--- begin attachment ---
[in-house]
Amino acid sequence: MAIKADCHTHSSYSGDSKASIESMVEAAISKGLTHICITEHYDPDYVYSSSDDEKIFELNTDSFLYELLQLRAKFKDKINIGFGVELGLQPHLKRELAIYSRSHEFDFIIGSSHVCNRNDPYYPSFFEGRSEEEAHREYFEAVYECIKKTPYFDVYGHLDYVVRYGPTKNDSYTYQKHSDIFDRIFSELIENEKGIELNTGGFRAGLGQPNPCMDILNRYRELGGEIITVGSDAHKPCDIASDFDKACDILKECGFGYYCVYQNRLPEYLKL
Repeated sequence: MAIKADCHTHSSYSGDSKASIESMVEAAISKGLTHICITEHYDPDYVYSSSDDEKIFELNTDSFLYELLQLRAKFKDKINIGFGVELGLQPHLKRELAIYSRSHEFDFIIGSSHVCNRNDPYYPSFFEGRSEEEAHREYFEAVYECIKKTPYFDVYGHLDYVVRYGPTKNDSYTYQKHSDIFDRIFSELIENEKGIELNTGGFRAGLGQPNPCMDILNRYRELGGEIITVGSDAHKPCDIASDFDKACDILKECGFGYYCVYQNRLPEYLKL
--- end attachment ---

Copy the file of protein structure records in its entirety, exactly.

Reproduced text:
[in-house]
Amino acid sequence: MAIKADCHTHSSYSGDSKASIESMVEAAISKGLTHICITEHYDPDYVYSSSDDEKIFELNTDSFLYELLQLRAKFKDKINIGFGVELGLQPHLKRELAIYSRSHEFDFIIGSSHVCNRNDPYYPSFFEGRSEEEAHREYFEAVYECIKKTPYFDVYGHLDYVVRYGPTKNDSYTYQKHSDIFDRIFSELIENEKGIELNTGGFRAGLGQPNPCMDILNRYRELGGEIITVGSDAHKPCDIASDFDKACDILKECGFGYYCVYQNRLPEYLKL
Repeated sequence: MAIKADCHTHSSYSGDSKASIESMVEAAISKGLTHICITEHYDPDYVYSSSDDEKIFELNTDSFLYELLQLRAKFKDKINIGFGVELGLQPHLKRELAIYSRSHEFDFIIGSSHVCNRNDPYYPSFFEGRSEEEAHREYFEAVYECIKKTPYFDVYGHLDYVVRYGPTKNDSYTYQKHSDIFDRIFSELIENEKGIELNTGGFRAGLGQPNPCMDILNRYRELGGEIITVGSDAHKPCDIASDFDKACDILKECGFGYYCVYQNRLPEYLKL